Korea: A white-collar criminal’s paradise
Economist Gary Becker, who won the Nobel Prize in 1992, calls these “rational crimes.” A crime is committed when the expected gain from a crime is greater than the expected cost of committing it. To express this idea, Becker devised a formula (the expected cost = the probability of getting caught and arrested x the intensity of punishment). To prevent crime, the most efficient course would be to increase arrest and conviction rates and make sentences heavier.
Bernie Madoff, former chairman of the Nasdaq stock market, is responsible for the largest Ponzi scheme in history, and in 2008, a U.S. court sentenced him to 150 years in prison. Madoff’s financial fraud resulted in a $60 billion loss to his clients, and his crime was punished accordingly.
This is completely different from some criminals in Korea who use the profits from their crimes to hire former judges and prosecutors as their defense attorneys and then pursue every possible avenue to get away with their deed.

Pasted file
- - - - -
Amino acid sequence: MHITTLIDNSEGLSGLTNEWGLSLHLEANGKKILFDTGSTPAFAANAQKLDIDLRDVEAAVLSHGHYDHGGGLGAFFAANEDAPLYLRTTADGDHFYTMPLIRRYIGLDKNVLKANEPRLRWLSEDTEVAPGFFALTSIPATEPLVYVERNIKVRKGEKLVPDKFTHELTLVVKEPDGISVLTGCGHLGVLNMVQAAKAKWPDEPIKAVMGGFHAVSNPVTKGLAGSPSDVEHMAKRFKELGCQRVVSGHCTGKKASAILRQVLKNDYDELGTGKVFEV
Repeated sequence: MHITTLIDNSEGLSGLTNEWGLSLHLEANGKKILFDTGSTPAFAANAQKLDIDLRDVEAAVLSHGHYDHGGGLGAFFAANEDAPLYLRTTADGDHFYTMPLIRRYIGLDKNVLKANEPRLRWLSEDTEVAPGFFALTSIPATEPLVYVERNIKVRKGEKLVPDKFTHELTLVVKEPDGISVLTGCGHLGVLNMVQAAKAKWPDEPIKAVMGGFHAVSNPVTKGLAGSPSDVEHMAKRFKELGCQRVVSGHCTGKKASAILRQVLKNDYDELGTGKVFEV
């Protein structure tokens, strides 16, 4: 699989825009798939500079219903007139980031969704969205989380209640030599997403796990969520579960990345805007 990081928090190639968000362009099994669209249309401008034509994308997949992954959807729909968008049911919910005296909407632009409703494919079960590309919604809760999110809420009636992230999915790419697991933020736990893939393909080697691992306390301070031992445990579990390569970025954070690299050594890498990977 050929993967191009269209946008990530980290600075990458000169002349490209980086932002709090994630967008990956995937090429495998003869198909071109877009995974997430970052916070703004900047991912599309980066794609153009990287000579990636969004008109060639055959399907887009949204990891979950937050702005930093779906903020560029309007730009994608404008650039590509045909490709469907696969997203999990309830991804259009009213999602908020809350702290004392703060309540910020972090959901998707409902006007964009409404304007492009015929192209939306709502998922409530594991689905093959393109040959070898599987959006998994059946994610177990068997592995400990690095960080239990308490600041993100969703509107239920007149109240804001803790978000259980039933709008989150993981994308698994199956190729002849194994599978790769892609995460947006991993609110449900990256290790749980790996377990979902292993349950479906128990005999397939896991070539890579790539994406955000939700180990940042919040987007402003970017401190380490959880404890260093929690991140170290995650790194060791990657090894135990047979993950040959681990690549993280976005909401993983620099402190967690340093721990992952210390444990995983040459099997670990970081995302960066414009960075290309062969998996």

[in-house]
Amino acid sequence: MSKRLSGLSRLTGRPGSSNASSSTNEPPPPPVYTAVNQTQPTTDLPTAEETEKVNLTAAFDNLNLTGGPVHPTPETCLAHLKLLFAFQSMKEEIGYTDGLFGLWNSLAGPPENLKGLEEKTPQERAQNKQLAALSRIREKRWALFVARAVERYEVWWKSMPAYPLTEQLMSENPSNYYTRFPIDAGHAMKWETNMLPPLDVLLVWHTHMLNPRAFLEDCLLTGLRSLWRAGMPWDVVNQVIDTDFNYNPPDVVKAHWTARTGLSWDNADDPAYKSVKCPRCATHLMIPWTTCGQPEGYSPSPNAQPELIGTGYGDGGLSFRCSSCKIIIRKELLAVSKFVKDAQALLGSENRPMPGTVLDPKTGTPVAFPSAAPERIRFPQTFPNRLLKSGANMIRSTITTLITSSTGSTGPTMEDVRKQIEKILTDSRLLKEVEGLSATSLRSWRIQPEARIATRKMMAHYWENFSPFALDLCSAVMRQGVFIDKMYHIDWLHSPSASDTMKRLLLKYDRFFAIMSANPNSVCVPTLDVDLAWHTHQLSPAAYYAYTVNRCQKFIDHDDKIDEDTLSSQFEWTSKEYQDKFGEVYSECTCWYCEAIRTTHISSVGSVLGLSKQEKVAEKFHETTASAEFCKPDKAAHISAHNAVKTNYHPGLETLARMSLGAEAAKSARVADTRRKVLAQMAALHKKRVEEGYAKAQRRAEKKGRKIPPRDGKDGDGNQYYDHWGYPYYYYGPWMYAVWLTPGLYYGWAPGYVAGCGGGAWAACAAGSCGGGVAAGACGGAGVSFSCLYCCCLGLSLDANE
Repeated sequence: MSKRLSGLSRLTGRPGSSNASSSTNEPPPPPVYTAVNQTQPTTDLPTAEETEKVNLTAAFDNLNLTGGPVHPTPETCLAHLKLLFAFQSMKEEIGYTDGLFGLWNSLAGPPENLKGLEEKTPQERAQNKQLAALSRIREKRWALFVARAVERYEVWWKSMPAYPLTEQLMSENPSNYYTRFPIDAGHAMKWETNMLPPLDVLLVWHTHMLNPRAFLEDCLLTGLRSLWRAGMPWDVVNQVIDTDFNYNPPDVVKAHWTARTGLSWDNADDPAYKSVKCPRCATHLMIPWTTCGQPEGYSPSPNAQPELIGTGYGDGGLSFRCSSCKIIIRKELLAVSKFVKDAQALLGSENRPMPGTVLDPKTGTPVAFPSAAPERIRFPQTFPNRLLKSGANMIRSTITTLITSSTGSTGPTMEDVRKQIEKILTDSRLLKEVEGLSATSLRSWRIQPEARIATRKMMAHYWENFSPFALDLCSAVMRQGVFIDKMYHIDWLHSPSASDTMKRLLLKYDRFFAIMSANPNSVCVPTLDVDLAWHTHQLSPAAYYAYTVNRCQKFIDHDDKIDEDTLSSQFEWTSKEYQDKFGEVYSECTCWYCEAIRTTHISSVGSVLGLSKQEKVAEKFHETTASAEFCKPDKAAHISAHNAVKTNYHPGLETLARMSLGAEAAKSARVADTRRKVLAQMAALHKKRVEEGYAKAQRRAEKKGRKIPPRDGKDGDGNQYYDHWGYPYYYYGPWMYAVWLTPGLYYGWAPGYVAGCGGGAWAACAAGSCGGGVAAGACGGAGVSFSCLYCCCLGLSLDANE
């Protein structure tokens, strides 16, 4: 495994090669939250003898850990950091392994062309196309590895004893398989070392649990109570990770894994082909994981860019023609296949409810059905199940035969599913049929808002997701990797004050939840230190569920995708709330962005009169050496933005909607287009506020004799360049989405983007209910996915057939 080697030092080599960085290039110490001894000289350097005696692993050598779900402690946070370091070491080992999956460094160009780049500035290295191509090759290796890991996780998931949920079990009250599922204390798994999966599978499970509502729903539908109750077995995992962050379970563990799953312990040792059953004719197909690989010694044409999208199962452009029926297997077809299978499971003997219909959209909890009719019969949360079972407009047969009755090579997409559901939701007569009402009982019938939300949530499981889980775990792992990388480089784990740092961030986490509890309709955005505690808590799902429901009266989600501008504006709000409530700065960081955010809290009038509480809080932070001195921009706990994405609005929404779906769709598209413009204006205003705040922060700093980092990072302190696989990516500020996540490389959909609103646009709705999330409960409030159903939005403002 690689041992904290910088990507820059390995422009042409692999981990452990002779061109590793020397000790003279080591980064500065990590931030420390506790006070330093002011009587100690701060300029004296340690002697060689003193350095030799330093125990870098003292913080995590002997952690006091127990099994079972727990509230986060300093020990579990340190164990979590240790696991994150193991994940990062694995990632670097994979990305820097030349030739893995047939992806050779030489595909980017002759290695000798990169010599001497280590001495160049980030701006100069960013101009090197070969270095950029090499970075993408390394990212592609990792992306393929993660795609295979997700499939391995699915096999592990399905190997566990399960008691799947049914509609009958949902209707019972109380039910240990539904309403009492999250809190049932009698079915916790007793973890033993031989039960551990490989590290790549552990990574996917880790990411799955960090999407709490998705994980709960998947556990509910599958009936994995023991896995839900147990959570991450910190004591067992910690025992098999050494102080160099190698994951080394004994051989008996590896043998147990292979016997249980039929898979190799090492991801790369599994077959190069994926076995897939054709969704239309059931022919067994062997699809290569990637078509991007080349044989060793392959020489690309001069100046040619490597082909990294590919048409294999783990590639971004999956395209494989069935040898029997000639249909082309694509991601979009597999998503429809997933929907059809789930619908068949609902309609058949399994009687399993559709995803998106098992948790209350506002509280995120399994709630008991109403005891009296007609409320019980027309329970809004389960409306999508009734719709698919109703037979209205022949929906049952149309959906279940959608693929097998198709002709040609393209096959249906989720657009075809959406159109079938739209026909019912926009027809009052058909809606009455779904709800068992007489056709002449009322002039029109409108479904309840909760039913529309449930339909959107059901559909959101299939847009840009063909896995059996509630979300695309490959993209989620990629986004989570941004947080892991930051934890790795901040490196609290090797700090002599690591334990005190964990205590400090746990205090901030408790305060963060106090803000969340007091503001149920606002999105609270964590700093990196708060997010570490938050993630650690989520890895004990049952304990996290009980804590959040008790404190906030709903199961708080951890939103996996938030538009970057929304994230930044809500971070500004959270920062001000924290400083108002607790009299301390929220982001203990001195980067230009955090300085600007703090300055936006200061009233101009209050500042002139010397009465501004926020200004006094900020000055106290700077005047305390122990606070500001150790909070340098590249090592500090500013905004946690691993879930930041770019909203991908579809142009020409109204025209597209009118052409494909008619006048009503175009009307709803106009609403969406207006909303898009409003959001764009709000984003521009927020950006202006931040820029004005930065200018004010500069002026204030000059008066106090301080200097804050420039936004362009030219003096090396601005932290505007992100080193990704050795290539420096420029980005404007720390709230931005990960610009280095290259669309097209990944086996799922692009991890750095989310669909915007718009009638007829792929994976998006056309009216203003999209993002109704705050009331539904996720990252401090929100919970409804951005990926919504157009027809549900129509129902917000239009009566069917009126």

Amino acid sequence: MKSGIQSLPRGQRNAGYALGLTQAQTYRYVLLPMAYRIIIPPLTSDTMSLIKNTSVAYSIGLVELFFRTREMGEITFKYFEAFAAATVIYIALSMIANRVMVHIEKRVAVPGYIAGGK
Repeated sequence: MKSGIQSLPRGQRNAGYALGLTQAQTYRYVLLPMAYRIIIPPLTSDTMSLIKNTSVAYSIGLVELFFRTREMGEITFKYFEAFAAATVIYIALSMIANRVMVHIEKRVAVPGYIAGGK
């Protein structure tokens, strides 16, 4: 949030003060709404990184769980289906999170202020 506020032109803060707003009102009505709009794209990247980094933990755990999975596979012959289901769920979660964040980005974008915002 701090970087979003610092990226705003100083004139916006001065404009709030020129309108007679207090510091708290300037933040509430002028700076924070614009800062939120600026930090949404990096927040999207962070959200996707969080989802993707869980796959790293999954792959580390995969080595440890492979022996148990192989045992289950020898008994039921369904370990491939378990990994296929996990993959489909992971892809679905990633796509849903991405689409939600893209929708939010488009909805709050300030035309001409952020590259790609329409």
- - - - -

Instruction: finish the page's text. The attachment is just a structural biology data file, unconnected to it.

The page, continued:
The Busan Savings Bank scandal involves illegalities and corruption as well as lax supervision by the Financial Supervisory Service. A third-generation offspring of a conglomerate’s founder made a profit of 25.3 billion won ($23.3 million) through stock manipulation. A chairman of a shopping mall leaseholders’ association committed an act of fraud worth 23 billion won. The legendary Bugs Music ended with an embezzlement of 80 billion won. Given the recurrence of similar crimes, we must conclude that there is a serious flaw in the legal system.
Experience tells criminals that the price of committing a crime is cheap, so they are getting bolder than ever. If the heaviest sentence, 50 years in prison, were given, financial crimes would decrease. There is no reason why we should not have longer prison terms, of 100 to 200 years, as in the United States.
*The writer is an editorial writer of the JoongAng Ilbo.
By Ko Dae-hoon
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